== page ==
Rajapakse’s actions have nothing to do with cleaning up government corruption, which is endemic in Sri Lanka. If he were serious about ending ministerial abuse of government property, most of his cabinet would be in the same prison. In fact, Rajapakse has relied heavily on handing out ministerial posts—along with the various perks—to keep his unstable ruling coalition together.
The trumped up charge of misusing a government vehicle is the means for silencing political opposition. Rajapakse is concerned to prevent Samaraweera, Sooriyaarachchi or anyone else becoming the focus for far broader popular opposition to the war and declining living standards. Since Rajapakse came to office, more than 4,000 people have been killed in renewed fighting and over 250,000 people in the north and east have been displaced. The inflation rate has reached double digits, amid huge increases in military spending, causing hardship for broad layers of working people.
The widespread opposition is clearly creating sharp tensions within Rajapakse’s unwieldy coalition, which includes the open warmongers of the Jathika Hela Urumaya (JHU) alongside SLFP members and UNP “crossovers” who favour a negotiated end to the war. Increasingly, Rajapakse is playing the role of a Bonaparte, balancing precariously between various factions and increasingly imposing policies by presidential fiat. He personally holds the key posts of defence and finance. His brother Gotabhaya Rajapakse holds the top administrative post of defence secretary.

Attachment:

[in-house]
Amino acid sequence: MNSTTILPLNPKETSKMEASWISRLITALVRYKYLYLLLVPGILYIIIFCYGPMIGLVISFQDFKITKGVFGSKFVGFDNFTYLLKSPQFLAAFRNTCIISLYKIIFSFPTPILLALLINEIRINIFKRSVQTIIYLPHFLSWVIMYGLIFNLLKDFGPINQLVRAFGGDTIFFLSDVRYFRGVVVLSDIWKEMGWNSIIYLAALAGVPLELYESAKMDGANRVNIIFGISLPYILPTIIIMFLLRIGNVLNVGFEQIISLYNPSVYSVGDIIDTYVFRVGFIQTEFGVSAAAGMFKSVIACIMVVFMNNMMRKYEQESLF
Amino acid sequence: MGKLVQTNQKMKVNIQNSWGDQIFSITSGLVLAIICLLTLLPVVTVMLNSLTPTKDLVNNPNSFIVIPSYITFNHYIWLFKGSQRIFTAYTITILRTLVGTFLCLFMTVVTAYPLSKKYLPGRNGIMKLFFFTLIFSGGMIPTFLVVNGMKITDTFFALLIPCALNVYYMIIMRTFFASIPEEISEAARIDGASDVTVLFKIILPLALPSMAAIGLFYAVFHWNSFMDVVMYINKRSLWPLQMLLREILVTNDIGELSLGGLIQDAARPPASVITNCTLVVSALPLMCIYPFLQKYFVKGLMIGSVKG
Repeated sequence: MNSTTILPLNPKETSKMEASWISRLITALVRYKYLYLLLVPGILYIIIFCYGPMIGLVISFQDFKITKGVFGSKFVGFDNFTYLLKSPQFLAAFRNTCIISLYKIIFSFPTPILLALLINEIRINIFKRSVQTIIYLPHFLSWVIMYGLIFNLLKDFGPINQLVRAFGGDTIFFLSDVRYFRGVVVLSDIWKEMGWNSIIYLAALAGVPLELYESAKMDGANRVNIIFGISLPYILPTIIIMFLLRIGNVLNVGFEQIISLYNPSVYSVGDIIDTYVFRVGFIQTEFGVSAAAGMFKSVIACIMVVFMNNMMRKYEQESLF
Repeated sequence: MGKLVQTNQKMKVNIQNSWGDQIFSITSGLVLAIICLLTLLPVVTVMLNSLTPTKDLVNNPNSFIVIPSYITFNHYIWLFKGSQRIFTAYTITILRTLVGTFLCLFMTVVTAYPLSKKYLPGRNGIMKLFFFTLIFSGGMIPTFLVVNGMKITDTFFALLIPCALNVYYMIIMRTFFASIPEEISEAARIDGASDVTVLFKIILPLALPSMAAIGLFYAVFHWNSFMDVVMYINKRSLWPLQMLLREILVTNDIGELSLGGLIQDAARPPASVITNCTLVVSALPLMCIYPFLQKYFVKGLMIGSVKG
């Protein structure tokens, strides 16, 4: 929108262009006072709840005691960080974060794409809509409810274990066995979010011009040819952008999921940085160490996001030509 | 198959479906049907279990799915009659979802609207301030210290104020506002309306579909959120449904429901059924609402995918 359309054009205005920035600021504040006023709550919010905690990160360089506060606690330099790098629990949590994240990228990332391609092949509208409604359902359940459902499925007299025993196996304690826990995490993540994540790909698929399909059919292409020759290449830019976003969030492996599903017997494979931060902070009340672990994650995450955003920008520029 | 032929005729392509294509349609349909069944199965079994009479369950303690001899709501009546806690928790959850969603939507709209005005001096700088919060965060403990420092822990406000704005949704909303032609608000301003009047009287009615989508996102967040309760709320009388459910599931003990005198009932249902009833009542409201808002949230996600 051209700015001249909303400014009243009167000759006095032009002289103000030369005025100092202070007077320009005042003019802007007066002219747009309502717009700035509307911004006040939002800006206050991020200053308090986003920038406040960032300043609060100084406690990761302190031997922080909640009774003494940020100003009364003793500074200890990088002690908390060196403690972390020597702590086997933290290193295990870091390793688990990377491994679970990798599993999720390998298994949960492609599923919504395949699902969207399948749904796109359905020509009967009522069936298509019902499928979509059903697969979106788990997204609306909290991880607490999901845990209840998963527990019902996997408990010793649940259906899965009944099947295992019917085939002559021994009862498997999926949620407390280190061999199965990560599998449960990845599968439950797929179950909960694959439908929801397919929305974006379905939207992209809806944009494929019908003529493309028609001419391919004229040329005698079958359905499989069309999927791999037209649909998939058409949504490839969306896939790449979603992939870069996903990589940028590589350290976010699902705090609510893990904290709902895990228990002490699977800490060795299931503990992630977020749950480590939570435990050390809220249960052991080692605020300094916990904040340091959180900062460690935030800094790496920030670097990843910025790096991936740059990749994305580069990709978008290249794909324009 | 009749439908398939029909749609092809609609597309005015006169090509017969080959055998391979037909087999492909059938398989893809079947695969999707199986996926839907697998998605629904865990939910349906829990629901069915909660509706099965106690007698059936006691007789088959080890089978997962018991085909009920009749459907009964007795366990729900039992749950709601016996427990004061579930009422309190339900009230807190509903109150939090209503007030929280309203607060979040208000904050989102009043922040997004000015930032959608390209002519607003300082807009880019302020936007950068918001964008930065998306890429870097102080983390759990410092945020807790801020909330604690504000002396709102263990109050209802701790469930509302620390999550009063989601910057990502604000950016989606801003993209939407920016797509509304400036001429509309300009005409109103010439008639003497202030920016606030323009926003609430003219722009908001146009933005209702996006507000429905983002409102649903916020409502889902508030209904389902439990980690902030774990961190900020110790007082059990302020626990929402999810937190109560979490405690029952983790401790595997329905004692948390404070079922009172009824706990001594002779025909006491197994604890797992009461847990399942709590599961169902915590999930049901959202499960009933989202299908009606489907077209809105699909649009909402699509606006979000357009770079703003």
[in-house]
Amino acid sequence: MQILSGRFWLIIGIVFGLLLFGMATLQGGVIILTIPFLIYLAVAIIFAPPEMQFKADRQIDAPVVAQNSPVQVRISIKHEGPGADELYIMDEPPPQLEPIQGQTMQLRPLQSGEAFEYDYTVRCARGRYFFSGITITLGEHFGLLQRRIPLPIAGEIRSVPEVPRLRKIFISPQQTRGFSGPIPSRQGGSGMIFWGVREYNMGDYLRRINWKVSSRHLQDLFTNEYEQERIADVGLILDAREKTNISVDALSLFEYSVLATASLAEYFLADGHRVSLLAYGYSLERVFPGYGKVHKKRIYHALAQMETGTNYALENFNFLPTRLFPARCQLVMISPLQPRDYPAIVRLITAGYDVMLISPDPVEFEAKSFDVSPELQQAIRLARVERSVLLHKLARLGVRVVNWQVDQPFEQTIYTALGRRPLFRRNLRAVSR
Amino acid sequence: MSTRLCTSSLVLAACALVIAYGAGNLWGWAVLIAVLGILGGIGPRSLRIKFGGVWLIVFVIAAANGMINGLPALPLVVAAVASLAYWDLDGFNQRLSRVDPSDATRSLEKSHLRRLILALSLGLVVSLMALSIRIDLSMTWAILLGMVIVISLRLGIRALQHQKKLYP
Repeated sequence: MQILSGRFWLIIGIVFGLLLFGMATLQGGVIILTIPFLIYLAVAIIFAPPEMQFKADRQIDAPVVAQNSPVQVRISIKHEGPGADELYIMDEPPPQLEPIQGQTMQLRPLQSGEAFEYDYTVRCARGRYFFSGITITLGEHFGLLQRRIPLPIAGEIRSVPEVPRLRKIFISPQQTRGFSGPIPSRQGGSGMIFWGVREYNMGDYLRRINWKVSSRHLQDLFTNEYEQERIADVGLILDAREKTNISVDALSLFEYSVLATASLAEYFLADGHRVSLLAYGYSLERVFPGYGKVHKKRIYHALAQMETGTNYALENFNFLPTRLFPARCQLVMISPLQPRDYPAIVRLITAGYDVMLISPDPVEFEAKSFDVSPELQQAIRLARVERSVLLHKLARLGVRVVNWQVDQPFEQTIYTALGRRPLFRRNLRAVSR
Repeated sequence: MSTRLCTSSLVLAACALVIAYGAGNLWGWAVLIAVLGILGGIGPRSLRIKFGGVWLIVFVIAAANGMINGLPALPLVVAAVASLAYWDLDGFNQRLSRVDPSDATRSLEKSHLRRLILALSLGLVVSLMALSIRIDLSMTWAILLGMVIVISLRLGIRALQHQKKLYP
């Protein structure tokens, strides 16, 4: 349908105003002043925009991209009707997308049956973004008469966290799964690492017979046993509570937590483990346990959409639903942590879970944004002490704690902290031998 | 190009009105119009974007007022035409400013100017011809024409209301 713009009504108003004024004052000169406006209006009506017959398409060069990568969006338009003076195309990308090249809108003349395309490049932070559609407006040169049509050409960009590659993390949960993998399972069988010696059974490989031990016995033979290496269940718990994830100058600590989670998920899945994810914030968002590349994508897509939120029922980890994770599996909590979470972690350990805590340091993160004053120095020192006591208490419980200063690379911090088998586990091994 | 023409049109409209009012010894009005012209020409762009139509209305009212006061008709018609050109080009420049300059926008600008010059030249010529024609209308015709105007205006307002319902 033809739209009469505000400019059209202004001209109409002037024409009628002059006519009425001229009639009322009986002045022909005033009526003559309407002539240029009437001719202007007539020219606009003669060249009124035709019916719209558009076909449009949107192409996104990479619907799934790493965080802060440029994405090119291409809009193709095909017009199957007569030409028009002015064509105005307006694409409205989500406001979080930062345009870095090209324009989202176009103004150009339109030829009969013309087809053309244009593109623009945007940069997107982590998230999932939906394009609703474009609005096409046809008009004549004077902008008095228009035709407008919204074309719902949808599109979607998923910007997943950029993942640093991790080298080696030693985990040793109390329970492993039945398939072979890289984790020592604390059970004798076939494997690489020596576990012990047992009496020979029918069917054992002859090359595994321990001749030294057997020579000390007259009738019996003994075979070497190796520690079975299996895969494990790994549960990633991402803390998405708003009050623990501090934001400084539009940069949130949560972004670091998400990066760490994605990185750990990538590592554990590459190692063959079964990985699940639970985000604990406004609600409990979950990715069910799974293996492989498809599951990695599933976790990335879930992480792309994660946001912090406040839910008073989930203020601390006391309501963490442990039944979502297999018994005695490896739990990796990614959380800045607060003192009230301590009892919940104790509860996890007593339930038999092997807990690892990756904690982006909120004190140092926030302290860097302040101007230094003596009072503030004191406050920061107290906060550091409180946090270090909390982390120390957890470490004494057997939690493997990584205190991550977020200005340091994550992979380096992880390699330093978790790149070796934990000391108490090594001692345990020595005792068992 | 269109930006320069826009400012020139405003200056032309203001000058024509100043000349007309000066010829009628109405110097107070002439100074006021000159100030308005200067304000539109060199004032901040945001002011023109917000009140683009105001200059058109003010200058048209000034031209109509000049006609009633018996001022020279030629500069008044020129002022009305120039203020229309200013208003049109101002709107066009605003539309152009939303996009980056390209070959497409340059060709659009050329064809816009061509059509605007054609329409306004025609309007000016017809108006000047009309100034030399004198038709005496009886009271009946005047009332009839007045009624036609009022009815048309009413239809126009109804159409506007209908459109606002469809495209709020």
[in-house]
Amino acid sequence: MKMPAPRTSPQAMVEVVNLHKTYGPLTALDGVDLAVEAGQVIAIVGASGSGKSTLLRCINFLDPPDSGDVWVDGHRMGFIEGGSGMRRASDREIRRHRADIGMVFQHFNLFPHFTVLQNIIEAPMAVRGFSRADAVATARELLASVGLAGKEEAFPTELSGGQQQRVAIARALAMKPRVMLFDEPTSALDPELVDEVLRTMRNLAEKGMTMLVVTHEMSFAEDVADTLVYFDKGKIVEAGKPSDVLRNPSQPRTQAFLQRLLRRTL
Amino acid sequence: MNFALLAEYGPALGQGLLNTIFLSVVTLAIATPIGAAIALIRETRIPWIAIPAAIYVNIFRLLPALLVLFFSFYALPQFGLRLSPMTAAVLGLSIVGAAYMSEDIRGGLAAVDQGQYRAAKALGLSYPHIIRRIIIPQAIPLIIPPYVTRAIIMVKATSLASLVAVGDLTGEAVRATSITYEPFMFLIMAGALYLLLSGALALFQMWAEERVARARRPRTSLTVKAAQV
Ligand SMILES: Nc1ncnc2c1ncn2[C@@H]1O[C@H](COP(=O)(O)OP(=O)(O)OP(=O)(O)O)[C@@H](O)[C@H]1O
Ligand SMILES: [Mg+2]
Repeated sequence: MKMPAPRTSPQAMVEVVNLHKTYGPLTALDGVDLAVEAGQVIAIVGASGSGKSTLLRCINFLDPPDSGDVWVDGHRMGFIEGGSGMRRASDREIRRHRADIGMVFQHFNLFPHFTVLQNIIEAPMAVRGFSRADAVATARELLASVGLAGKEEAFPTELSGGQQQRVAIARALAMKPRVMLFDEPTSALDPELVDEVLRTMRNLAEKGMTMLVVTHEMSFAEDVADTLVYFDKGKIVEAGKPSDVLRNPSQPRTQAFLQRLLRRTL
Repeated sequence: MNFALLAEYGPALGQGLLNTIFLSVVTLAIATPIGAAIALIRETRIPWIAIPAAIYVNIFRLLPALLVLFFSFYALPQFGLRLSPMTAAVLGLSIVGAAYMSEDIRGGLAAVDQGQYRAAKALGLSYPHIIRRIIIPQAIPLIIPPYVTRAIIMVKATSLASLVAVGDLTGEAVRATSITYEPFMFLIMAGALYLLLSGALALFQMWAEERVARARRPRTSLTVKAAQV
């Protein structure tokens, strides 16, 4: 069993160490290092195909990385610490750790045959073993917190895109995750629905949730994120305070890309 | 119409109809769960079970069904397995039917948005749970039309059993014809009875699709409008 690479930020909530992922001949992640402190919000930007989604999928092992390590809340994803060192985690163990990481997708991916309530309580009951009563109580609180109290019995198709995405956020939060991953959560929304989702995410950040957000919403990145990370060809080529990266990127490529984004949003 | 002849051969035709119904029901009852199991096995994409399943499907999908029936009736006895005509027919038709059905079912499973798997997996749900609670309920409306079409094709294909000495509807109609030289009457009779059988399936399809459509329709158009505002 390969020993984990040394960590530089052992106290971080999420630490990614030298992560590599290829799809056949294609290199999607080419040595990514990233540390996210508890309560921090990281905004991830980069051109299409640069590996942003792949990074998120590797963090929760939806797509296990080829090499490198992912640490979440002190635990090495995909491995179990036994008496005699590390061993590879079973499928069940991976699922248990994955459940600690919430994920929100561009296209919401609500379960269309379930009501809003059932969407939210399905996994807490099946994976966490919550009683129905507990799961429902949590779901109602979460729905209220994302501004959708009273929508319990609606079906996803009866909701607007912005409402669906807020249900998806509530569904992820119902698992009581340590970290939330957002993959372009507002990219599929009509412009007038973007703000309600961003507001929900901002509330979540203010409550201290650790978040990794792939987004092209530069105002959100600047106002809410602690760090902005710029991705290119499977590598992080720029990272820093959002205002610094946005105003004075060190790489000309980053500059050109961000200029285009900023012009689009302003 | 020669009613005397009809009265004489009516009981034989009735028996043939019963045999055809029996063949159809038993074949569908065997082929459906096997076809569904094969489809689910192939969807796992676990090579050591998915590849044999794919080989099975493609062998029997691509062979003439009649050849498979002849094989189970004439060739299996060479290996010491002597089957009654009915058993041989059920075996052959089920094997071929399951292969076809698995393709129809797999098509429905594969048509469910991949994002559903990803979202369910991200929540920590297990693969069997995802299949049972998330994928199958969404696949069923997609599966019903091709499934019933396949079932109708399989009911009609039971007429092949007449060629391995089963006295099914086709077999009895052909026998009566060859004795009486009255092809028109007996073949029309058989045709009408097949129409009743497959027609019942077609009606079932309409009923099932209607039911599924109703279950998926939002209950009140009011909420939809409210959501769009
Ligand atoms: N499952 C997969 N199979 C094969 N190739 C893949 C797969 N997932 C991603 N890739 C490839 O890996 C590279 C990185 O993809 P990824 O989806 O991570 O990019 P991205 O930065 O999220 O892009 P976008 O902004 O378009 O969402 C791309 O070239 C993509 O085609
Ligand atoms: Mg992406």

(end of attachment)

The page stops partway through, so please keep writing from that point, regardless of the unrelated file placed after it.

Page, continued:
After his dismissal, Samaraweera claimed that he had raised differences last year with Rajapakse’s conduct of the war. In a letter to the SLFP secretary in late February, he stated: “I made a request from the President last October for an appointment to meet him to discuss the human rights violations in the country and the unfavourable response received from the international community, especially due to the fact that the LTTE, which was till then isolated by the international community, was gaining ground once more.”
As foreign minister, Samaraweera was clearly concerned at the international protests against the Sri Lankan military’s flagrant abuse of democratic rights, including numerous “disappearances” and murders. “The international community believed that the moves by the government till the taking over of Sampur were correct. However, the killing of five students in Trincomalee and the killing of 17 aid workers attached to ACF [French-based aid organisation] in Muttur turned everything upside down,” he declared.